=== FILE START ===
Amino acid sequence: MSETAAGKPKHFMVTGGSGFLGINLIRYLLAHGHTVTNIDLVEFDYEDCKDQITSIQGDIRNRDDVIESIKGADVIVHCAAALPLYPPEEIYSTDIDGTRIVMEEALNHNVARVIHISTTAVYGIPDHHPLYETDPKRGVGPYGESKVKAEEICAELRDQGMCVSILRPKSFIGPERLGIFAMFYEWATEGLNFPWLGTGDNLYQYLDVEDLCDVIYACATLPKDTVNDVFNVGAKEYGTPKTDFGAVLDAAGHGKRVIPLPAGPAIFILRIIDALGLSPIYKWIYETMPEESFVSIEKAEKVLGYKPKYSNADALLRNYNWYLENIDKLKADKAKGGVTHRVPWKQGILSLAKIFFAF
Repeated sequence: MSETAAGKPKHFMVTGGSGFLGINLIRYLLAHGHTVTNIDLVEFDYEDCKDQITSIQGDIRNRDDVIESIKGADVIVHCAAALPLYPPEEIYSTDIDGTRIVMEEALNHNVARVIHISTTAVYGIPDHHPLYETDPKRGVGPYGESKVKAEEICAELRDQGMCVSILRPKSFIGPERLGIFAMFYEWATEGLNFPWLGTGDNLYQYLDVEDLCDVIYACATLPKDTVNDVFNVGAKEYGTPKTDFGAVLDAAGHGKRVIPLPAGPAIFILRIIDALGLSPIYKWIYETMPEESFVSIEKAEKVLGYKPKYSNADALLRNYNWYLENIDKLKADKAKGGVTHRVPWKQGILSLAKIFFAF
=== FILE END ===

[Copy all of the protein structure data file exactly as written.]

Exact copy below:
Amino acid sequence: MSETAAGKPKHFMVTGGSGFLGINLIRYLLAHGHTVTNIDLVEFDYEDCKDQITSIQGDIRNRDDVIESIKGADVIVHCAAALPLYPPEEIYSTDIDGTRIVMEEALNHNVARVIHISTTAVYGIPDHHPLYETDPKRGVGPYGESKVKAEEICAELRDQGMCVSILRPKSFIGPERLGIFAMFYEWATEGLNFPWLGTGDNLYQYLDVEDLCDVIYACATLPKDTVNDVFNVGAKEYGTPKTDFGAVLDAAGHGKRVIPLPAGPAIFILRIIDALGLSPIYKWIYETMPEESFVSIEKAEKVLGYKPKYSNADALLRNYNWYLENIDKLKADKAKGGVTHRVPWKQGILSLAKIFFAF
Repeated sequence: MSETAAGKPKHFMVTGGSGFLGINLIRYLLAHGHTVTNIDLVEFDYEDCKDQITSIQGDIRNRDDVIESIKGADVIVHCAAALPLYPPEEIYSTDIDGTRIVMEEALNHNVARVIHISTTAVYGIPDHHPLYETDPKRGVGPYGESKVKAEEICAELRDQGMCVSILRPKSFIGPERLGIFAMFYEWATEGLNFPWLGTGDNLYQYLDVEDLCDVIYACATLPKDTVNDVFNVGAKEYGTPKTDFGAVLDAAGHGKRVIPLPAGPAIFILRIIDALGLSPIYKWIYETMPEESFVSIEKAEKVLGYKPKYSNADALLRNYNWYLENIDKLKADKAKGGVTHRVPWKQGILSLAKIFFAF